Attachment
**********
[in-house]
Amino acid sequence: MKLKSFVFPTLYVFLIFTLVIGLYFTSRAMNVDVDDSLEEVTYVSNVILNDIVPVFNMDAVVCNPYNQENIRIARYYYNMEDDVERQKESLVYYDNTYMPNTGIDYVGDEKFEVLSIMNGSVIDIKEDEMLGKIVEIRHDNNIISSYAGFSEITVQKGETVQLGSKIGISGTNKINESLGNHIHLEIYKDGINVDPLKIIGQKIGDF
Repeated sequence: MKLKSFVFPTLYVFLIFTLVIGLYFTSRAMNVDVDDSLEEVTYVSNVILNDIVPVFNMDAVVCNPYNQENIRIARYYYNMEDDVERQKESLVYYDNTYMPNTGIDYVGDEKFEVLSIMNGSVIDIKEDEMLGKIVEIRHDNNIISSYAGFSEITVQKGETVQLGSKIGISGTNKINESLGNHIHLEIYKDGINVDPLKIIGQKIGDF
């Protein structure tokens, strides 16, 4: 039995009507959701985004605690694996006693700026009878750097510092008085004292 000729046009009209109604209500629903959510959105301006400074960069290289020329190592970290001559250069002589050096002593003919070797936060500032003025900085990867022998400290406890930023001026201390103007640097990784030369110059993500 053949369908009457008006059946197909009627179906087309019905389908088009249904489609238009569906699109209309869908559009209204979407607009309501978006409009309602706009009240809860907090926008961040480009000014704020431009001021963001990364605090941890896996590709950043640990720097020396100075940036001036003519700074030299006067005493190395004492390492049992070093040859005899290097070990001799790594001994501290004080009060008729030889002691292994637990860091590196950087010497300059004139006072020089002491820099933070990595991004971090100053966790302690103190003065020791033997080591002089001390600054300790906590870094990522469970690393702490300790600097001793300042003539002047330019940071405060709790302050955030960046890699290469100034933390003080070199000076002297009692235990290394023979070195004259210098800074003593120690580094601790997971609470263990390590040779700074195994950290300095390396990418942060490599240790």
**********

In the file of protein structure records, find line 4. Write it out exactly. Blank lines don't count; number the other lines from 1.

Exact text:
């Protein structure tokens, strides 16, 4: 039995009507959701985004605690694996006693700026009878750097510092008085004292 000729046009009209109604209500629903959510959105301006400074960069290289020329190592970290001559250069002589050096002593003919070797936060500032003025900085990867022998400290406890930023001026201390103007640097990784030369110059993500 053949369908009457008006059946197909009627179906087309019905389908088009249904489609238009569906699109209309869908559009209204979407607009309501978006409009309602706009009240809860907090926008961040480009000014704020431009001021963001990364605090941890896996590709950043640990720097020396100075940036001036003519700074030299006067005493190395004492390492049992070093040859005899290097070990001799790594001994501290004080009060008729030889002691292994637990860091590196950087010497300059004139006072020089002491820099933070990595991004971090100053966790302690103190003065020791033997080591002089001390600054300790906590870094990522469970690393702490300790600097001793300042003539002047330019940071405060709790302050955030960046890699290469100034933390003080070199000076002297009692235990290394023979070195004259210098800074003593120690580094601790997971609470263990390590040779700074195994950290300095390396990418942060490599240790």